Our key “take home” messages from the decision in ACCC v Woolworths are as follows.

  • Unequal bargaining power does not mean conduct is unconscionable. Mere use of superior bargaining power is not sufficient to give rise to a claim based on unconscionability .  However, in the circumstances of the case, the ACCC did not establish that Woolworths had superior bargaining power compared with its suppliers.
  • Gentility in commercial dealings is not required. It is important to consider “all the circumstances” in determining whether statutory unconscionability has been established – that is, the totality of the evidence in order to arrive at a “broad evaluative judgment”, rather than an analysis which is selective in its consideration of the relevant factors.  As the Court stated, characterisation of conduct as unconscionable is “not a process of personal intuitive assertions or idiosyncratic notions of commercial reality.”
  • Bringing a claim for unconscionability without leading evidence from one party to the arrangement is a significant impediment to establishing unconscionability.  Yates J observed that because the ACCC’s case did not involve calling evidence from any supplier affected by the “Mind the Gap” scheme, it was not possible to discern from the correspondence “whether a supplier was prepared to make a payment and, if so, why, and for what amount or, indeed, on what terms”.  He noted that “the absence of evidence from the suppliers concerned makes it impossible to assess a number of the factors to which the Court must have regard in considering ‘all the circumstances’”.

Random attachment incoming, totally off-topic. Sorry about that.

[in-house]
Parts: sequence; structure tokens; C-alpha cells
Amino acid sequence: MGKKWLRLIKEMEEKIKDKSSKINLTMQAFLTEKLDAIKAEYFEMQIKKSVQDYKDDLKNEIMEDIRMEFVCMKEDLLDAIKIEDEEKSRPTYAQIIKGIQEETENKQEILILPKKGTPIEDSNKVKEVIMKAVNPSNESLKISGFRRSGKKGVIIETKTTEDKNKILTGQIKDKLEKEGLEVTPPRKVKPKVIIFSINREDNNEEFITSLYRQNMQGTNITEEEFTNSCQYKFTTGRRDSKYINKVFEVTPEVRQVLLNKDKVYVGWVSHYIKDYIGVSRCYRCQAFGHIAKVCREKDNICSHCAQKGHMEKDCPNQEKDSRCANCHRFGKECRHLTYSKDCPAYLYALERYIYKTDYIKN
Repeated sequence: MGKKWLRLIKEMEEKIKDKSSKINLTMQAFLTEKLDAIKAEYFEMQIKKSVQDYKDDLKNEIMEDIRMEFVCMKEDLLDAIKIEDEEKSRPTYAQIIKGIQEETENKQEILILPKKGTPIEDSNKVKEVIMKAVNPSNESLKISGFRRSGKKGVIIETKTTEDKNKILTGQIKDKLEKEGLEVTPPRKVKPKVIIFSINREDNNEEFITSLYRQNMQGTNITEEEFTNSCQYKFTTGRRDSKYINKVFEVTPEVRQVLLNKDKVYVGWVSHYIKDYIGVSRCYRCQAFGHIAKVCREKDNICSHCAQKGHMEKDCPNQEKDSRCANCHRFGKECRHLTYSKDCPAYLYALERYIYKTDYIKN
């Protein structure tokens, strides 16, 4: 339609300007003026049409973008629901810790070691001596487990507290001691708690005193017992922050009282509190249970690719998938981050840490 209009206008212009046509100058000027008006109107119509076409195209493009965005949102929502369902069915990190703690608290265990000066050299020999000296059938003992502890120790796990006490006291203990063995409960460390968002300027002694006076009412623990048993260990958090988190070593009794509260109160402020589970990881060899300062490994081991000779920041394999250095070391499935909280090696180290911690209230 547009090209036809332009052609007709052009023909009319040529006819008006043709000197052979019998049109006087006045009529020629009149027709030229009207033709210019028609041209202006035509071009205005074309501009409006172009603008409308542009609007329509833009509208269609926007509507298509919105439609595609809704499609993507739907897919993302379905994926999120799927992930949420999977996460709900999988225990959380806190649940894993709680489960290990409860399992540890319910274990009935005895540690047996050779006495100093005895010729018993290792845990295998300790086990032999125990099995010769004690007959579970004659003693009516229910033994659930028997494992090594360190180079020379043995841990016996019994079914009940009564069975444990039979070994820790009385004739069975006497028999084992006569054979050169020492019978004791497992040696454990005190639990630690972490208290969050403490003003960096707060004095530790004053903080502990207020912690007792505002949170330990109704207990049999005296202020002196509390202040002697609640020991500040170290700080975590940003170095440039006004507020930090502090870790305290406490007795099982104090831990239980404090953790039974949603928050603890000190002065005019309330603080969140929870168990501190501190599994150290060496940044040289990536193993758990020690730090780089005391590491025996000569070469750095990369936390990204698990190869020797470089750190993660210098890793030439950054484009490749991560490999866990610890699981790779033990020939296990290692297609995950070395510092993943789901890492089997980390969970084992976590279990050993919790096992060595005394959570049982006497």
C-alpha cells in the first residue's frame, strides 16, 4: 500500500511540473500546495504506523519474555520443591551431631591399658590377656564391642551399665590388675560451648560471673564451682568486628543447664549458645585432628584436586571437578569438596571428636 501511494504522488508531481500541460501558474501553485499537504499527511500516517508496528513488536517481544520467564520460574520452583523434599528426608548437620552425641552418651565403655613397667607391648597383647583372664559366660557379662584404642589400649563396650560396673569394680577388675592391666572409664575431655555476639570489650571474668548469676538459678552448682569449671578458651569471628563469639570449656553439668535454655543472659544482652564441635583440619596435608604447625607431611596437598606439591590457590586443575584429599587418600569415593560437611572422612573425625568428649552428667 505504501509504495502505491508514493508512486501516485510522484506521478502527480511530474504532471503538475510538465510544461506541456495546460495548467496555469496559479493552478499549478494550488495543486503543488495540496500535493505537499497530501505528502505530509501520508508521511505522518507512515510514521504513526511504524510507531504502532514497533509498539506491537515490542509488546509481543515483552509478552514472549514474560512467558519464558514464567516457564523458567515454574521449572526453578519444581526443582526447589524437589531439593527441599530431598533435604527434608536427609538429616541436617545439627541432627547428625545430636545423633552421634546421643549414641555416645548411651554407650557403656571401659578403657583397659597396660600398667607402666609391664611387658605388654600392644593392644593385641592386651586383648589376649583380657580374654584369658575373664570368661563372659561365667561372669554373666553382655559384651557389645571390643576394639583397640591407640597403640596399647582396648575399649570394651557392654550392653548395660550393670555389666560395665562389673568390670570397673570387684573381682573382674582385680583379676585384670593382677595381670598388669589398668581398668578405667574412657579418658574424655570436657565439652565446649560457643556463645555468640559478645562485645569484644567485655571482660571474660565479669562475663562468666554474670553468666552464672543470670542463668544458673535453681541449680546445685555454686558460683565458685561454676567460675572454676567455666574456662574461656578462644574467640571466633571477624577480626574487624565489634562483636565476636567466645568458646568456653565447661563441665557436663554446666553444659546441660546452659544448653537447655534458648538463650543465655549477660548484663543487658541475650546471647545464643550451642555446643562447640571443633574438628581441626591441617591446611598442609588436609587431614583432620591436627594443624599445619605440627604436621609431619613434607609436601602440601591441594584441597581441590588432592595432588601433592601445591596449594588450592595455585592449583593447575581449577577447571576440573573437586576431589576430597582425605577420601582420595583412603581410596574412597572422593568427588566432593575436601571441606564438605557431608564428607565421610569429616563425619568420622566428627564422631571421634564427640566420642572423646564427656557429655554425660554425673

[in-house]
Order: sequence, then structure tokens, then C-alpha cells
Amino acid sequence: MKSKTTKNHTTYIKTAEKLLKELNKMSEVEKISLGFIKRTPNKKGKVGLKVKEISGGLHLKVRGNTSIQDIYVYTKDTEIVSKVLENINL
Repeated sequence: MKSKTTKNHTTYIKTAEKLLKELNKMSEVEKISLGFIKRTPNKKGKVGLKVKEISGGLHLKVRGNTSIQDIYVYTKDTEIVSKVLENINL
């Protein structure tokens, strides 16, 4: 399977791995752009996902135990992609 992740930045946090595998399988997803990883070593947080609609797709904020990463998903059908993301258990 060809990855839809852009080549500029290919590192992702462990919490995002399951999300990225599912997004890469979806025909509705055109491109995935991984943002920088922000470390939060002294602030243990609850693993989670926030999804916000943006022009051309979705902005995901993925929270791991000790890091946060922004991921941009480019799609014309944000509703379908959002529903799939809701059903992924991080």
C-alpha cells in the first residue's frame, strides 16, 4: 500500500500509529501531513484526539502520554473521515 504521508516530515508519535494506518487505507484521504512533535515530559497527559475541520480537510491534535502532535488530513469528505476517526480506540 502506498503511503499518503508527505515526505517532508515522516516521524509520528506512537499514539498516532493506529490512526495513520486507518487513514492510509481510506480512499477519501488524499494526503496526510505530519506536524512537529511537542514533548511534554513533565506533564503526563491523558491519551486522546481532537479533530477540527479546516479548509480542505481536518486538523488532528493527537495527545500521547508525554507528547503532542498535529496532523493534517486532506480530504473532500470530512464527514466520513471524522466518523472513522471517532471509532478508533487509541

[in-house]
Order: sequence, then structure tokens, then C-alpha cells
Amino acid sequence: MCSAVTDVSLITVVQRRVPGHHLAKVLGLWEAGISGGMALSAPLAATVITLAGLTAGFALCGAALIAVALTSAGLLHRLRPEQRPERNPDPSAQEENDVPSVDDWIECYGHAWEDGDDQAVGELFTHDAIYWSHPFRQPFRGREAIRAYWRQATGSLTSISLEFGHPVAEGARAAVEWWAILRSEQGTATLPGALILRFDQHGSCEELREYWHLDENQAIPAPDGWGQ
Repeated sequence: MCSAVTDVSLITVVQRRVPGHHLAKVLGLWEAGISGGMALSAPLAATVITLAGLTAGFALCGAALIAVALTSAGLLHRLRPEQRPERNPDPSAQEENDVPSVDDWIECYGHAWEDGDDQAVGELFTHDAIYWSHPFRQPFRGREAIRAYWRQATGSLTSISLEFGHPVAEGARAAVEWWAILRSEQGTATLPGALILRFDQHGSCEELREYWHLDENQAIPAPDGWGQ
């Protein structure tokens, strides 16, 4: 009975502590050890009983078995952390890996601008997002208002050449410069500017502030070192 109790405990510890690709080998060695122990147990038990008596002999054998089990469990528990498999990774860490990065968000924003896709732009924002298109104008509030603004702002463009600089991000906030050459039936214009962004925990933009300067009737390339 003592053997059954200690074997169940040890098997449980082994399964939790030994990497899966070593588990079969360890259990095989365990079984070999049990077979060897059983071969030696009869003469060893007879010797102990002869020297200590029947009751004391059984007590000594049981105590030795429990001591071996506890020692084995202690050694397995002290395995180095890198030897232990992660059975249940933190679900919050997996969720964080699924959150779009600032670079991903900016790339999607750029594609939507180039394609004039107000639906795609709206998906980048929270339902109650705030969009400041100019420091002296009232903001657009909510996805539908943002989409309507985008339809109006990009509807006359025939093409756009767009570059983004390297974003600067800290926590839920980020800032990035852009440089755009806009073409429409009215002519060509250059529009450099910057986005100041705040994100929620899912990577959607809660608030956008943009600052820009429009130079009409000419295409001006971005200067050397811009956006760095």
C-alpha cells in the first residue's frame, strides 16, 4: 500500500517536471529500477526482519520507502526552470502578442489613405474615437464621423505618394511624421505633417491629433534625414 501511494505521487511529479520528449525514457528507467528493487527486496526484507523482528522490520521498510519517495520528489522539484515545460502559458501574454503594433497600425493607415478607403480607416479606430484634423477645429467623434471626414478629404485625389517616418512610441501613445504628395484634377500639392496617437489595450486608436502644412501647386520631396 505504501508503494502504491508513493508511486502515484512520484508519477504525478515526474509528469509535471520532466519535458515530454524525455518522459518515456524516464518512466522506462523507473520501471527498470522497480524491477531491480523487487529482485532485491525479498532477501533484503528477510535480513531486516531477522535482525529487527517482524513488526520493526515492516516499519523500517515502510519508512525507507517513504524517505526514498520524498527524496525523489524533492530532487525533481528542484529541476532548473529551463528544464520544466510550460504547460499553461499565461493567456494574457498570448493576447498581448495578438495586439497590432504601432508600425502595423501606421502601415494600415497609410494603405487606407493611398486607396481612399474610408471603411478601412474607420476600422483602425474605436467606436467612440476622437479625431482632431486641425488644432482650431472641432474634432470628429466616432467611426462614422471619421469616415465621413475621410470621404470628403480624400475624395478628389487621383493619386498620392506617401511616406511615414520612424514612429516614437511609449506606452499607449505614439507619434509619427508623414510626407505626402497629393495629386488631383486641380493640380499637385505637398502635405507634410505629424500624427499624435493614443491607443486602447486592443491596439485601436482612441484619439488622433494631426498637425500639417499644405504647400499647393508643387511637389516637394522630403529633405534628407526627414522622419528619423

• The case was materially different from the case against Coles. The nature of the claims alleged by the ACCC was the key difference between ACCC v Woolworths and ACCC v Coles, and this contributed in large part to the difference in the outcome.  While Yates J noted that there were some “broad parallels” between ACCC v Woolworths and ACCC v Coles in that “each involved the making of “asks” and the seeking of “payments” in relation to goods supplied in an earlier period”, the cases diverged in structure and in fact from that point.  He noted that whereas ACCC v Coles related to Coles’ “particular dealings with particular suppliers” which brought into play “particular facts and circumstances germane to each supplier”, ACCC v Woolworths was “more broadly based in that it is directed to the design and implementation of the Mind the Gap scheme as a whole”.
  • Potential implications in other legislative contexts – It is relevant to note that the consumer protection provisions in the ACL are mirrored in the ASIC Act – specifically, section 21 of the ACL in relation to goods and services has its equivalent in section 12CB of the ASIC Act in relation to financial services.  In the context of observing that the Court may not “pick and choose” from the list of matters to which the Court “may have regard”, and must take into account each matter that exists in respect of the impugned conduct, Yates J refers to the recent High Court decision in the ANZ Bank Fees Case which considered this provision.  We consider it likely that future judicial consideration of unconscionable conduct under both the ASIC Act and the ACL will closely follow a similar approach in taking into account the matters listed.